“We’ve got a lot of guys who will lead.” — DC United head coach Ben Olsen
Anyone can lead. Leadership is about who you are and what you do — it’s not about your title or your age. Leadership on a soccer field is distributed. On some plays some players take control, at other points those same players are following another player. The best players know when to step up and when to step back, when to lead and when to follow. When I interviewed Sarah Warren, an academic administrator and former collegiate player for my upcoming book Soccer Thinking for Management Success, she told me that “People can lead from the front, from behind, from the side…they might lead in one play but hang back on another…they might be a veteran player or a rookie. If you’re playing well as a team, leadership is distributed and fluid.” As Paul Arriola, one of the young players on whom Olsen is relying notes, “Being a leader doesn’t mean having the captain’s band or talking with a microphone.” Russell Canouse, another young player to whom Olsen is turning, told Goff that “anyone can take over and have an impact on a game and impact off the field…” The same is true for staff in organizations. If an organization has a clear goal, and the staff have a shared understanding of the strategy to achieve that goal and what is expected of them, then it is easy for the right person to step up in the right moment.
“They are going to lead in their own way.” — Ben Olsen
There are a lot of ways to lead. For Arriola, “It’s the little things. The big thing for me is staying positive and keeping the team positive.” According to Goff, Arriola is a “big personality” whose fluency in Spanish helps new signings from Latin America acclimate to a new team and country. Canouse is quieter, but just as much a leader through what he does on and off the field. Not all leaders are the same, and as a result not all leadership styles are the same. Some styles are needed in some situations, and other styles needed in other situations. An enthusiastic approach can keep players (and staff) going when the going is tough, but it can also be exhausting for both leader and led. A quiet and focused approach can be what’s called for to keep players (and staff) going through a long stretch, but sometimes can quash a needed spark of energy or insight that leads to a critical breakthrough. Leaders have to know themselves, and be confident enough in themselves to bring their approach to leading when that approach is needed — and to step back and let others with other approaches lead when the time is right.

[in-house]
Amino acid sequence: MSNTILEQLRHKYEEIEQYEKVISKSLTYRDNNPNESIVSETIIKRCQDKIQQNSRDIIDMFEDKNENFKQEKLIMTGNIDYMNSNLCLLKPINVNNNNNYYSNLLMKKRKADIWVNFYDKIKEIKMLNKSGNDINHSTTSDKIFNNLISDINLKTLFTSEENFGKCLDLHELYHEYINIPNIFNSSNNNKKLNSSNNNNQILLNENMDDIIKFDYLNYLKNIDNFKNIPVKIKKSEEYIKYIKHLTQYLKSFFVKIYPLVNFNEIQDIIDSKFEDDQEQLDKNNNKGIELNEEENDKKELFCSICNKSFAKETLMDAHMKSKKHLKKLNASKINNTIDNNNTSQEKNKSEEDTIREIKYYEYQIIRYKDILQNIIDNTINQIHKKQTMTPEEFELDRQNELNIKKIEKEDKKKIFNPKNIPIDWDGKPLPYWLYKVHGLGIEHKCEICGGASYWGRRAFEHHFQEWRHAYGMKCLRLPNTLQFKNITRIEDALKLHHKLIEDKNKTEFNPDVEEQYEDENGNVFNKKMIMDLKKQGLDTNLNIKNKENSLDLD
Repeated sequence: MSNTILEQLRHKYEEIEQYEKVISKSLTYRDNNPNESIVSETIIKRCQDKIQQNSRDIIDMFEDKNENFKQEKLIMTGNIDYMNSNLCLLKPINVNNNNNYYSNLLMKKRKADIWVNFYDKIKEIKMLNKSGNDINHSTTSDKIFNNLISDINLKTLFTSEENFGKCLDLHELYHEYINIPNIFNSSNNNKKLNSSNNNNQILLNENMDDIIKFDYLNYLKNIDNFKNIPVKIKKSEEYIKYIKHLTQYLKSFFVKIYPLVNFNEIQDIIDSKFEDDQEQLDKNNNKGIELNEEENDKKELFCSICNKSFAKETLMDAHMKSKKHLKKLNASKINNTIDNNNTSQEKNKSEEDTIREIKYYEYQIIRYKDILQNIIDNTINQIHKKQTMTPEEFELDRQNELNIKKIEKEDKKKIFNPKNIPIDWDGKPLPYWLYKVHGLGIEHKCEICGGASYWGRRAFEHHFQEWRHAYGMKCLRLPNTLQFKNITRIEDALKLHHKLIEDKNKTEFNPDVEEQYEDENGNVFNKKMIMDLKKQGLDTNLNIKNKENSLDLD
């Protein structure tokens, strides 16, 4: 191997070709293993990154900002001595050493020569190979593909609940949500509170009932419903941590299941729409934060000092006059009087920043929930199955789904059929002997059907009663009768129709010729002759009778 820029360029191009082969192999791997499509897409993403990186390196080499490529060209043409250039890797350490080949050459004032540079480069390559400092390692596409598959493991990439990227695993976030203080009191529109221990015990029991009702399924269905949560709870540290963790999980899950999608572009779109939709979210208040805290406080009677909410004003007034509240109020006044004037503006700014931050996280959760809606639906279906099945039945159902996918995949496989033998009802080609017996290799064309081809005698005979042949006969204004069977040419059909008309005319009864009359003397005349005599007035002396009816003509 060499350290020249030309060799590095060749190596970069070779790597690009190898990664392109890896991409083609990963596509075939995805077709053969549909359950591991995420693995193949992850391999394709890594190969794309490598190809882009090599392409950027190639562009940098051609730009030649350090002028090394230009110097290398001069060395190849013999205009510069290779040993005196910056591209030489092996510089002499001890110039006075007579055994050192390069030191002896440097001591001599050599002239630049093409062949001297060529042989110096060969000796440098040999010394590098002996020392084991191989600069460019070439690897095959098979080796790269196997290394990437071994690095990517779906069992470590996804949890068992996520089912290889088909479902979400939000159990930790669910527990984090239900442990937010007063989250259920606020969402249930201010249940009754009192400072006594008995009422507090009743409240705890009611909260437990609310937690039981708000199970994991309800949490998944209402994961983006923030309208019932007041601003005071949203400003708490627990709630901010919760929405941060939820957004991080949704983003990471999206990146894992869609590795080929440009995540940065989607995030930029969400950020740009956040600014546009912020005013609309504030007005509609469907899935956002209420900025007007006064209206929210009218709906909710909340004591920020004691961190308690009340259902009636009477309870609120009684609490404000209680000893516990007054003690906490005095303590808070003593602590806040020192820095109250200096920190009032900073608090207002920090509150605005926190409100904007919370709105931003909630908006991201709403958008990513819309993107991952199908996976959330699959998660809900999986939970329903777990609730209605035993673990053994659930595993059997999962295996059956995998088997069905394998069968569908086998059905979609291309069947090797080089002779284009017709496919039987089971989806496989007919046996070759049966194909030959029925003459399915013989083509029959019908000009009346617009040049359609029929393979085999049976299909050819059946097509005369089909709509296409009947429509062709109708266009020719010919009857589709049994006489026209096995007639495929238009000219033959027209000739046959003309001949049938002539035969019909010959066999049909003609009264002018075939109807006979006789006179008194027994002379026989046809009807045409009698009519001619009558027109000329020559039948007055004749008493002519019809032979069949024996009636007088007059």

Soccer is 90 minutes of systems thinking in action. The game moves through time and space, and aside from halftime, rarely stops long enough to formally regroup. That means that everyone on the team needs to know their role in the system, and needs to know what they can best do to help the system succeed in the moment. The same is true of modern organizations.
For more lessons for managers and organizations from soccer, look for Soccer Thinking for Management Success: Lessons for organizations from the world’s game due out this summer.